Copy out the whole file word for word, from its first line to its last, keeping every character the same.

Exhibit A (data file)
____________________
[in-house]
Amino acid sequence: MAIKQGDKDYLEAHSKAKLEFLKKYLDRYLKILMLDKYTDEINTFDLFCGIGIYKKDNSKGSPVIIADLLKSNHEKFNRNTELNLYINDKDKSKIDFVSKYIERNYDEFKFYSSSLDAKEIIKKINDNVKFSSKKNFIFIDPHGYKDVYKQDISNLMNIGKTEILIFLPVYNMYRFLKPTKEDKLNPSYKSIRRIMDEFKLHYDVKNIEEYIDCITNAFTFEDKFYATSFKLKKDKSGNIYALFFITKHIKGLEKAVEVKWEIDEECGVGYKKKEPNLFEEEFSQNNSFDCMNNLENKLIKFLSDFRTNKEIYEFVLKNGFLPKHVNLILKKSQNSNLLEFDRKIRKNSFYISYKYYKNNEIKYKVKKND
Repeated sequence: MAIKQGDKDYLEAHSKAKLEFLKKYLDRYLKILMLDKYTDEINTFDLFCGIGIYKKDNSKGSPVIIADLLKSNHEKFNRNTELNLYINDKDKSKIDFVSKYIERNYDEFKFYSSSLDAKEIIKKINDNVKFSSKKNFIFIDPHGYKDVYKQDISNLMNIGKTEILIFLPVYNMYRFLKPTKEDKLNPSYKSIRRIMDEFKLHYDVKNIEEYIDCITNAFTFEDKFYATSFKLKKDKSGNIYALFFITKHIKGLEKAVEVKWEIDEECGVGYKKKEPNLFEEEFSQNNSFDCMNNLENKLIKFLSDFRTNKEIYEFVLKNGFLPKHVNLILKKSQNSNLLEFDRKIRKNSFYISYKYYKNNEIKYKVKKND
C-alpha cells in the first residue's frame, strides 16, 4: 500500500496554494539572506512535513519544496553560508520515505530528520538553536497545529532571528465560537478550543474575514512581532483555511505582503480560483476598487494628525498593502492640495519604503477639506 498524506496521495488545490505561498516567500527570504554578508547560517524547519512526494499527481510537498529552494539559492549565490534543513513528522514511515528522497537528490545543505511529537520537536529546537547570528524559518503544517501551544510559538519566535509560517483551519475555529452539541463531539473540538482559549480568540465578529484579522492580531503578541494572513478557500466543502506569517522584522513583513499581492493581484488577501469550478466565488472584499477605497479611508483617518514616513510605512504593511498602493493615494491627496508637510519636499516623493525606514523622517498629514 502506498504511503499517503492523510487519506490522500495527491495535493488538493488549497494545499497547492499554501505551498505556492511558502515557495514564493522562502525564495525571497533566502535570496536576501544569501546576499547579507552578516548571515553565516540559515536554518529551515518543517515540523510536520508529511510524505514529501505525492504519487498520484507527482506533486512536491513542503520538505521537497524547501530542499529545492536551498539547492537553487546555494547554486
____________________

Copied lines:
[in-house]
Amino acid sequence: MAIKQGDKDYLEAHSKAKLEFLKKYLDRYLKILMLDKYTDEINTFDLFCGIGIYKKDNSKGSPVIIADLLKSNHEKFNRNTELNLYINDKDKSKIDFVSKYIERNYDEFKFYSSSLDAKEIIKKINDNVKFSSKKNFIFIDPHGYKDVYKQDISNLMNIGKTEILIFLPVYNMYRFLKPTKEDKLNPSYKSIRRIMDEFKLHYDVKNIEEYIDCITNAFTFEDKFYATSFKLKKDKSGNIYALFFITKHIKGLEKAVEVKWEIDEECGVGYKKKEPNLFEEEFSQNNSFDCMNNLENKLIKFLSDFRTNKEIYEFVLKNGFLPKHVNLILKKSQNSNLLEFDRKIRKNSFYISYKYYKNNEIKYKVKKND
Repeated sequence: MAIKQGDKDYLEAHSKAKLEFLKKYLDRYLKILMLDKYTDEINTFDLFCGIGIYKKDNSKGSPVIIADLLKSNHEKFNRNTELNLYINDKDKSKIDFVSKYIERNYDEFKFYSSSLDAKEIIKKINDNVKFSSKKNFIFIDPHGYKDVYKQDISNLMNIGKTEILIFLPVYNMYRFLKPTKEDKLNPSYKSIRRIMDEFKLHYDVKNIEEYIDCITNAFTFEDKFYATSFKLKKDKSGNIYALFFITKHIKGLEKAVEVKWEIDEECGVGYKKKEPNLFEEEFSQNNSFDCMNNLENKLIKFLSDFRTNKEIYEFVLKNGFLPKHVNLILKKSQNSNLLEFDRKIRKNSFYISYKYYKNNEIKYKVKKND
C-alpha cells in the first residue's frame, strides 16, 4: 500500500496554494539572506512535513519544496553560508520515505530528520538553536497545529532571528465560537478550543474575514512581532483555511505582503480560483476598487494628525498593502492640495519604503477639506 498524506496521495488545490505561498516567500527570504554578508547560517524547519512526494499527481510537498529552494539559492549565490534543513513528522514511515528522497537528490545543505511529537520537536529546537547570528524559518503544517501551544510559538519566535509560517483551519475555529452539541463531539473540538482559549480568540465578529484579522492580531503578541494572513478557500466543502506569517522584522513583513499581492493581484488577501469550478466565488472584499477605497479611508483617518514616513510605512504593511498602493493615494491627496508637510519636499516623493525606514523622517498629514 502506498504511503499517503492523510487519506490522500495527491495535493488538493488549497494545499497547492499554501505551498505556492511558502515557495514564493522562502525564495525571497533566502535570496536576501544569501546576499547579507552578516548571515553565516540559515536554518529551515518543517515540523510536520508529511510524505514529501505525492504519487498520484507527482506533486512536491513542503520538505521537497524547501530542499529545492536551498539547492537553487546555494547554486